Yucca mountain revival and Fukushima design specs

It seems that science may prove more enduring than politics in the case of Yucca Mountain, which was given up for dead by many two years ago when Harry Reid apparently made it his price to support Obama's legislative efforts. A recent review calls into question the decision, in particular the conduct of NRC chairman Gregory Jaczko (former science advisor to, coincidentally, Harry Reid). My views on this are pretty clear and it's encouraging to see the disappointing decision receive this scrutiny.

In related news, I found it interesting (from this CSIS report on nuclear power after Fukushima) that the Fukushima reactors did not fail their design specifications:
First, the nuclear facility itself seems to have withstood a record 9.0 earthquake without critical damage because all of the reactors struck by the earthquake shut down as intended. The March 11 earthquake exceeded the design criteria and reinforces a lesson learned from an earthquake that damaged the Kashiwazaki-Kariwa reactors several years earlier—these facilities are very robust. A second lesson is that the facility was vulnerable to compromise from damage to external elements of the plant brought about by a tsunami that was 150 percent larger than the design criteria.
Little comfort after a full meltdown of three different cores, but at least interesting in diagnosing the root cause of the problem and planning for the future.

P.S. The fact that that was what jumped out at me makes me wonder if I should be driving more consistently for higher-level messages, rather than interesting factoids.


As you may have heard, apparel company PUMA has recently published the world's first EP&L (environmental profit and loss) statement. It is a modest first step in a very neat direction. For example, it's not surprising that
The analyses have shown that the biggest environmental impacts in the value chain occur, not through PUMA’s core operations but at the level of its Tier 4 suppliers, where raw materials are derived from natural resources, such as the cultivation and harvesting of cotton, cattle ranching for leather, and natural rubber production. [36% of GHG emissions and 52% of water]
... but nevertheless a meaningful step to have it quantified, agreed upon and audited. The report notes that there are real risk management benefits in terms of understanding exposures, quite aside from any sustainability benefits. Worth perusing, and hopefully we will see more of this from PUMA (stage 2 plans to include social impact, and stage 3 to include broader economic impact) and from other companies as well.

NYTimes weekend round-up

I don't often read the full NYTimes, but I happened to this Sunday, and since I haven't posted in over a month, and it's almost the end of June, and my blogging progress seems eerily paused at 666 posts and 7,777 hits, I figured I'd throw out a few links with brief commentary:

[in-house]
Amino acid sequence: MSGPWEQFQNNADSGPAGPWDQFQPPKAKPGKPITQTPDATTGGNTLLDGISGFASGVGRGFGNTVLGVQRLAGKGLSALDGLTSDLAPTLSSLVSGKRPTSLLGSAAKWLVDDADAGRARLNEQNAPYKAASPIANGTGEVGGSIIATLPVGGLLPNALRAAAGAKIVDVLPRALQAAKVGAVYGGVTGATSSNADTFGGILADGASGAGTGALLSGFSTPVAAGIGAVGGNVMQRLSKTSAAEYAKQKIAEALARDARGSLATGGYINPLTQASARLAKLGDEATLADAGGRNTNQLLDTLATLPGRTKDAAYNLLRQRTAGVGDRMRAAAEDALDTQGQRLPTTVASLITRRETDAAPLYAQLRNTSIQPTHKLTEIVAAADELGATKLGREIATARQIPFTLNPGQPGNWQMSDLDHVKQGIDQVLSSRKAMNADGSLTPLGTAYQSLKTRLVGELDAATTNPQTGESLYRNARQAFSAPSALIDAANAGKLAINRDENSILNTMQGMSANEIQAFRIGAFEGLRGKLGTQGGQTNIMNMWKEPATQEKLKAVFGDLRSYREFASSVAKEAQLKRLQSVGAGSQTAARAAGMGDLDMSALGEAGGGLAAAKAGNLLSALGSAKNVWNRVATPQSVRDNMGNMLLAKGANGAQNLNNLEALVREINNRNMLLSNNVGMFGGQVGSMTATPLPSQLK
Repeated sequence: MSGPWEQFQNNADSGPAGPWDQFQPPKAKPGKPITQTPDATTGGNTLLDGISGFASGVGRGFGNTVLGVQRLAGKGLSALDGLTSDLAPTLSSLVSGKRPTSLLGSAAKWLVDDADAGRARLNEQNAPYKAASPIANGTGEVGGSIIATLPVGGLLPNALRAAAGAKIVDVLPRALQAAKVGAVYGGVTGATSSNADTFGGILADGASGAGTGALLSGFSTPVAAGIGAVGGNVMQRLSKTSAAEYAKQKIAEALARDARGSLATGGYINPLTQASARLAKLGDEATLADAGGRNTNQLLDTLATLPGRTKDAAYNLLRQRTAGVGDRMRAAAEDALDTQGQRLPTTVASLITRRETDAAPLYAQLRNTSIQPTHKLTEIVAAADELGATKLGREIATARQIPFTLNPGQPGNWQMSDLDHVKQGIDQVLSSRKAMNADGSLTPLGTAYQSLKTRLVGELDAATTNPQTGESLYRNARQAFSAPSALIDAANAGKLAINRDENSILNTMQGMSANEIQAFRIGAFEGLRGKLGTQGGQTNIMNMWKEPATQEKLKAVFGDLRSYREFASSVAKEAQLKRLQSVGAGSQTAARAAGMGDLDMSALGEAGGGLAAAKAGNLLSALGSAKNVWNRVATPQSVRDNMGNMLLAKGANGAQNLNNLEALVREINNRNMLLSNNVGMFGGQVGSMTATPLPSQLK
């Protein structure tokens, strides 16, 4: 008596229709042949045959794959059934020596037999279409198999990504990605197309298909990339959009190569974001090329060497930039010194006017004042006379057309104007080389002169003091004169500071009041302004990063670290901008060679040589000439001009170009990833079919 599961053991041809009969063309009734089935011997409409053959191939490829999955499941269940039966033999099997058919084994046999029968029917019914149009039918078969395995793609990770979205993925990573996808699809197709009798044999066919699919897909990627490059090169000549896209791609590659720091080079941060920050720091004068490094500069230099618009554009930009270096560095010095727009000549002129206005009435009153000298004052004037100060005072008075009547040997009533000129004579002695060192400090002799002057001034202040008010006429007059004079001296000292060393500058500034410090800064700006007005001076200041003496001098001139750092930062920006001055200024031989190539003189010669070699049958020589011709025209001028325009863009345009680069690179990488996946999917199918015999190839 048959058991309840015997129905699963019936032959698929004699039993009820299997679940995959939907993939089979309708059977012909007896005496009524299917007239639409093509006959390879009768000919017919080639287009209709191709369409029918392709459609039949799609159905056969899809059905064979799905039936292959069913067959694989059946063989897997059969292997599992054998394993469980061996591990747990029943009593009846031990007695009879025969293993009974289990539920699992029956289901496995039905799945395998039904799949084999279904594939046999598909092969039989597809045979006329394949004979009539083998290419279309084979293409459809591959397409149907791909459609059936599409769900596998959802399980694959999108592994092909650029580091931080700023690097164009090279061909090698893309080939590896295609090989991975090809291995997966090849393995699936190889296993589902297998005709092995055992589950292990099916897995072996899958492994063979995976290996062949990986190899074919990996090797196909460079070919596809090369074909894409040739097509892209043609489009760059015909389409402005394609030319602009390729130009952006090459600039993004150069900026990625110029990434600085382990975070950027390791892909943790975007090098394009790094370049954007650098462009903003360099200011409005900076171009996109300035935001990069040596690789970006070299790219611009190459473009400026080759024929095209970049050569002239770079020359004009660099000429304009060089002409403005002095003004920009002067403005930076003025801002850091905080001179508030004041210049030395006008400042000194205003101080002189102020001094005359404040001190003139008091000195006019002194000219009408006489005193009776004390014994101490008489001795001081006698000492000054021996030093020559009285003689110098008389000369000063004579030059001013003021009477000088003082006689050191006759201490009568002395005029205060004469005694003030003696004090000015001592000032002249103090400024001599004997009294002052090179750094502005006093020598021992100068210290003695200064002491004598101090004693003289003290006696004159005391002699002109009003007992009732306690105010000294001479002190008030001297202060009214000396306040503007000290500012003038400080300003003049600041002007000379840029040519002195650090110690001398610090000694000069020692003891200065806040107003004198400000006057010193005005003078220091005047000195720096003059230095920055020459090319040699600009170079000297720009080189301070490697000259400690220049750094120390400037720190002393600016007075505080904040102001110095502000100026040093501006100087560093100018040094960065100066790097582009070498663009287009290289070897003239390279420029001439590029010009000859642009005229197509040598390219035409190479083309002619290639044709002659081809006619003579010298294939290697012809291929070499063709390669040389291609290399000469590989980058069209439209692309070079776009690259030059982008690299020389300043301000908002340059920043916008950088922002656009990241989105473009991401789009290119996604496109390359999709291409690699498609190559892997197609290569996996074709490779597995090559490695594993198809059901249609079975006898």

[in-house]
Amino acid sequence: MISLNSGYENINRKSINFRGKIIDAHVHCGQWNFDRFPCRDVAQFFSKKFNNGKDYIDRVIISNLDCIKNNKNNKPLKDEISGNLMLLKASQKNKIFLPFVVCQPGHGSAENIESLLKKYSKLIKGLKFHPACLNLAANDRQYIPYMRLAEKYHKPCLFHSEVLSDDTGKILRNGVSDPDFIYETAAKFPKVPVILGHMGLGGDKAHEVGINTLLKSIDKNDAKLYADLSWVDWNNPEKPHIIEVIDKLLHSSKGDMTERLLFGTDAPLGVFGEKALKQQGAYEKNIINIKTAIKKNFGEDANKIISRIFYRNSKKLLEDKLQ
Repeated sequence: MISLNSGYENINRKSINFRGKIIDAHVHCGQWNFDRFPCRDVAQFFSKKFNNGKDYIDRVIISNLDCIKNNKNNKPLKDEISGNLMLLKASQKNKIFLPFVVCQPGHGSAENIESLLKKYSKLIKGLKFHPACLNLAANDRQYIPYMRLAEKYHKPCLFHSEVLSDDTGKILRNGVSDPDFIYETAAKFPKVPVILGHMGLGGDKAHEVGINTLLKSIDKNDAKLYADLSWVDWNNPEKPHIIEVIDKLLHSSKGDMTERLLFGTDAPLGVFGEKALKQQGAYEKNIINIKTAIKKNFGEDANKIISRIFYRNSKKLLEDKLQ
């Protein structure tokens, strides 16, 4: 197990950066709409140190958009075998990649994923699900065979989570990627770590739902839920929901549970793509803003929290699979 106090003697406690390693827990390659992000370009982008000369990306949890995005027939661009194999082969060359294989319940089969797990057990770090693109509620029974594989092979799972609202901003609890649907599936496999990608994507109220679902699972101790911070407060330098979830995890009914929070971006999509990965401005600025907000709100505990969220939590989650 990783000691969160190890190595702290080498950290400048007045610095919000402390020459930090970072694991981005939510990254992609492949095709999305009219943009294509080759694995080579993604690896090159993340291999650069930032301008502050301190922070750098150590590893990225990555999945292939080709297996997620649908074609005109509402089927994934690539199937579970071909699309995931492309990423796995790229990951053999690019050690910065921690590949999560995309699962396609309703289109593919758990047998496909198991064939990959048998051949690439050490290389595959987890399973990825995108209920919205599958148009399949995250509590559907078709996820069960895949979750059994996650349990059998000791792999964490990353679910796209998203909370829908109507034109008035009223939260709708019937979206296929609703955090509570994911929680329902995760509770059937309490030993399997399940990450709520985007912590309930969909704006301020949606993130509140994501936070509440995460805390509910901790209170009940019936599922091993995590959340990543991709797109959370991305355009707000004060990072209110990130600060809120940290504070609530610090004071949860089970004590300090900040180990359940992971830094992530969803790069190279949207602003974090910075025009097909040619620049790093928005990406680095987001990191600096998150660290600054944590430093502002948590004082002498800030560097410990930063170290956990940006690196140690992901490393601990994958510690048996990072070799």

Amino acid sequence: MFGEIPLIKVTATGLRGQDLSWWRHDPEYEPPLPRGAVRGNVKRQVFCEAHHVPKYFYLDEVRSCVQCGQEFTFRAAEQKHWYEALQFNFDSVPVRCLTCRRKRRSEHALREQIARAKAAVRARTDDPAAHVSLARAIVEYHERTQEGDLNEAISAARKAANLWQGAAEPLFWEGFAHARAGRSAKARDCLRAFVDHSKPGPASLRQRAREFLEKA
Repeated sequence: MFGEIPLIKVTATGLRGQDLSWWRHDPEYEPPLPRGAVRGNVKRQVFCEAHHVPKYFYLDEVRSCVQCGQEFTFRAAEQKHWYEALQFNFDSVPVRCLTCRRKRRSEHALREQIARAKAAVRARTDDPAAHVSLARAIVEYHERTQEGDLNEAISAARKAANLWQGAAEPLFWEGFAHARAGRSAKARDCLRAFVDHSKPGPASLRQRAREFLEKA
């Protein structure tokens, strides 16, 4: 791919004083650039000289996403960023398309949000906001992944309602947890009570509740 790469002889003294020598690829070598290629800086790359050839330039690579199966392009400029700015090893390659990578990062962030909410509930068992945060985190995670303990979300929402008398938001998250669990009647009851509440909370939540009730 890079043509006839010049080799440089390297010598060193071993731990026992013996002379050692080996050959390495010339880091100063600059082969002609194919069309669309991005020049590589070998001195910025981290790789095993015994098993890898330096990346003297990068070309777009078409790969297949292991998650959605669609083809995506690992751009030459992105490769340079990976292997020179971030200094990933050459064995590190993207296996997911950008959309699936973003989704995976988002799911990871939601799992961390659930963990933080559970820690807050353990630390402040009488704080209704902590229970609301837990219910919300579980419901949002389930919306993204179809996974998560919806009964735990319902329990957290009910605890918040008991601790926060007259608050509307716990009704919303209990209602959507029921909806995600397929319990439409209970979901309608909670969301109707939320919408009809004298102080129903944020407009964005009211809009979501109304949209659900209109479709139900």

• Insiders Sound Alarm Amid Natural Gas Rush: an interesting article seriously examining the claim that shale gas isn't profitable and is a big bubble. There's certainly some truth to that idea that many shale gas investments aren't making very good returns at $4.30/mmbtu gas; that said, the article would have really benefitted from some actual numbers (even ranges) comparing production costs to current and potential future gas prices. Without those, it's a qualitative discussion of a problem with a largely knowable quantitative answer.

    The one thing I did find intriguing (and again, would love to see real numbers on) is the steep decline in productivity of shale gas wells over the first few years. I would assume that since the technology is not new, this performance has been built into business cases for individual wells, but you never know...

    There's also a fundamental difference between a gas "bubble" (if there is one) and the typical bubble (e.g. internet) in media parlance, which is that North American gas prices have already crashed. This article would be analogous to calling the internet a bubble in 2003, not 1999, and that limits the usefulness of the analogy.

  • Chevy Volt and Future of Electric Cars: A feel-good article from Joe Nocera after he test-drives a Chevy Volt; made me want to try one too. The “it’s like playing a video game that is constantly giving you back your score” comment particularly resonated with me. The lack of that type of feedback is a common motif across consumer energy usage (think about the current opacity of household electric power) and a thematic area for substantial change and impact.

  • Power Drain From Cable Boxes: Striking; I had no idea that "some typical home entertainment configurations eating more power than a new refrigerator and even some central air-conditioning systems." Once again, greater feedback in home energy consumption could help move the needle on consumer behavior here.

  • Ethanol Production Wastes Corn: Steve Rattner is right, but has nothing new to say

6/30 addendum: A colleague told me that Chevy loses $18,000 per Volt it sells. So we are still a ways away from the economic tipping point.